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Holiday travelers clog Union Station, roads, airports

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Photo - Commuters at Union Station on Wednesday. (Graeme Jennings/Examiner)
Commuters at Union Station on Wednesday. (Graeme Jennings/Examiner)
Local,Maryland,Kate Jacobson

Whether it be by plane, train or automobile, more than 1 million travelers from the Washington area fled the region Wednesday for the Thanksgiving holiday.

About 90 percent of the 1.06 million travelers were hitting the road -- up 1.3 percent from last year -- and only 6.8 percent of travelers taking to the skies -- down 1.1 percent, according to AAA Mid-Atlantic.

And roads and airports showed it. Most major roads around Washington were reporting heavy congestion, whereas airports weren't as packed as many travelers feared.

"My dad told me horror stories, he put me into panic mode this morning," said Richard Landau, 32, of Bowie. Landau, his wife, Anne, 33, and their 16-month-old son were waiting to go through security at Ronald Reagan Washington National Airport on Wednesday afternoon. The family was traveling to Miami to be with relatives for the holiday.

"We got here early so we wouldn't have to wait as long," Anne said. "It's moving pretty quickly."

Just after noon, lines were full at security checkpoints but waits were about 10 to 15 minutes. Earlier in the morning, lines were backed up 15 to 20 minutes. Some flights were delayed because of fog in Chicago, and the Federal Aviation Administration's airport status website was down.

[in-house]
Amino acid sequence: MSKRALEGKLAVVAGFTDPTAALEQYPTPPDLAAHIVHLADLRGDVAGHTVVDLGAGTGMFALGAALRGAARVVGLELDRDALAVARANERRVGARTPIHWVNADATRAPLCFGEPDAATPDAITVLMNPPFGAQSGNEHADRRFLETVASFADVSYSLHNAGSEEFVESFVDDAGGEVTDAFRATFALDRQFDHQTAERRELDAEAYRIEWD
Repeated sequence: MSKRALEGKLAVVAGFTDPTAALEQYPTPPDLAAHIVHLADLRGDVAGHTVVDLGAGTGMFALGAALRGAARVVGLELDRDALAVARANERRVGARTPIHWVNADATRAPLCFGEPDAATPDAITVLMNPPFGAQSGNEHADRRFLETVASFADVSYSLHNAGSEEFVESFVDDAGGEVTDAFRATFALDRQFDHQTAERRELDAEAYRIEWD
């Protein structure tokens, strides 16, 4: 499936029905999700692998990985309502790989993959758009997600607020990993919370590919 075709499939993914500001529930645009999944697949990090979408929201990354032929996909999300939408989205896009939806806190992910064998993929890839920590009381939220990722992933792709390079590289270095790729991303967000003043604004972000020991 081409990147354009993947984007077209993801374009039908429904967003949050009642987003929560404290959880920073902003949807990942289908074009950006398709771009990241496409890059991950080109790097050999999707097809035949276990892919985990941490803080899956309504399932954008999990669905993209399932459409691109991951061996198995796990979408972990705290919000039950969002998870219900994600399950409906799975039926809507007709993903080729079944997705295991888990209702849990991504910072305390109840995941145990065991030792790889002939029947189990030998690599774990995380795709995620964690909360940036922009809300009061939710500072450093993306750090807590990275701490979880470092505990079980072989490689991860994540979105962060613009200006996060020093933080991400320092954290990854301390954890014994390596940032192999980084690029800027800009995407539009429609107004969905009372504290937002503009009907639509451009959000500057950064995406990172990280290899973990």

But for travelers at Reagan such as Gina Aviles, 31, of the District, they were expecting much worse. She was flying to Long Island, N.Y., to meet up with family. She arrived two hours early and ended up hanging around the airport to pass the time.

"It's OK," she said. "It's better than missing your flight."

On the other side of town, Union Station was bustling. Lines at gates wrapped around corridors and were more than 100 people deep. There were some delays, too, which added extra frustration for the thousands of travelers taking to the rails.

For first-time train traveler Allison Crainer, 25, of Arlington, the situation wasn't any worse than airport lines.

"I figured it would be like this," said Crainer, who was traveling to Connecticut to see her parents. "When Washington is dead, you know everyone is in transit. I knew this many people would be here."

The hectic traveling wasn't a headache for everyone. For friends Barbara Braun, 66, and Bob Brown, 64, it was a chance for people watching. The duo traveled to D.C. from Denver for sightseeing last week and were joining Brown's family in Philadelphia for the holiday.

"It's really different, it's been a lot of fun," said Braun, who normally travels by plane. "I just like seeing all the people, you know, so I don't really mind the congestion."

kjacobson@washingtonexaminer.com

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